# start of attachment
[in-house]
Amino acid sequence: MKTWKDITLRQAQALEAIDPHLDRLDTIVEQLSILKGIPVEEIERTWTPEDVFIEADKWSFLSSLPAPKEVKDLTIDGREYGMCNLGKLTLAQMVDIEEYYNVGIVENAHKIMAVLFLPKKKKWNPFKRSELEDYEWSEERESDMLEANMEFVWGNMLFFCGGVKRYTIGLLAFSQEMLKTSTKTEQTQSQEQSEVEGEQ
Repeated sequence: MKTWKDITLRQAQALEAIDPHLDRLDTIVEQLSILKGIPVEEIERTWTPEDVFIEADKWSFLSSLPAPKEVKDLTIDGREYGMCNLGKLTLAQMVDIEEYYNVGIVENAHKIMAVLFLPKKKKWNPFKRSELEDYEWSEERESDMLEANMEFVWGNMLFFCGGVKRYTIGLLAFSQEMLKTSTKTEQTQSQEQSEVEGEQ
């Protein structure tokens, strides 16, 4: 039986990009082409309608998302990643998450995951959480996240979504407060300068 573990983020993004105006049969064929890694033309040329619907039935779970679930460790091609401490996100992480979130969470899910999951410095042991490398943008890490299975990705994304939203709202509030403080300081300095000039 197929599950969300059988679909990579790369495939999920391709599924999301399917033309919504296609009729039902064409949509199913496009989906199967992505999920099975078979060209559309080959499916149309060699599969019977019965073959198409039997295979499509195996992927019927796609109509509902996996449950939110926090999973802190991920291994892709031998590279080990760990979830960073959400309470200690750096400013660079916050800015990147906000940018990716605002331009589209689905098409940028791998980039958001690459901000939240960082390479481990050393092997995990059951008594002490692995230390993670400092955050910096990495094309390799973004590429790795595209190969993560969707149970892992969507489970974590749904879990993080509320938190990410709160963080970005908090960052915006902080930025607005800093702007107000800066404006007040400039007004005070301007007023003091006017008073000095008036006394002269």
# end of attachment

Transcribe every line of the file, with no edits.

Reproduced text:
[in-house]
Amino acid sequence: MKTWKDITLRQAQALEAIDPHLDRLDTIVEQLSILKGIPVEEIERTWTPEDVFIEADKWSFLSSLPAPKEVKDLTIDGREYGMCNLGKLTLAQMVDIEEYYNVGIVENAHKIMAVLFLPKKKKWNPFKRSELEDYEWSEERESDMLEANMEFVWGNMLFFCGGVKRYTIGLLAFSQEMLKTSTKTEQTQSQEQSEVEGEQ
Repeated sequence: MKTWKDITLRQAQALEAIDPHLDRLDTIVEQLSILKGIPVEEIERTWTPEDVFIEADKWSFLSSLPAPKEVKDLTIDGREYGMCNLGKLTLAQMVDIEEYYNVGIVENAHKIMAVLFLPKKKKWNPFKRSELEDYEWSEERESDMLEANMEFVWGNMLFFCGGVKRYTIGLLAFSQEMLKTSTKTEQTQSQEQSEVEGEQ
């Protein structure tokens, strides 16, 4: 039986990009082409309608998302990643998450995951959480996240979504407060300068 573990983020993004105006049969064929890694033309040329619907039935779970679930460790091609401490996100992480979130969470899910999951410095042991490398943008890490299975990705994304939203709202509030403080300081300095000039 197929599950969300059988679909990579790369495939999920391709599924999301399917033309919504296609009729039902064409949509199913496009989906199967992505999920099975078979060209559309080959499916149309060699599969019977019965073959198409039997295979499509195996992927019927796609109509509902996996449950939110926090999973802190991920291994892709031998590279080990760990979830960073959400309470200690750096400013660079916050800015990147906000940018990716605002331009589209689905098409940028791998980039958001690459901000939240960082390479481990050393092997995990059951008594002490692995230390993670400092955050910096990495094309390799973004590429790795595209190969993560969707149970892992969507489970974590749904879990993080509320938190990410709160963080970005908090960052915006902080930025607005800093702007107000800066404006007040400039007004005070301007007023003091006017008073000095008036006394002269």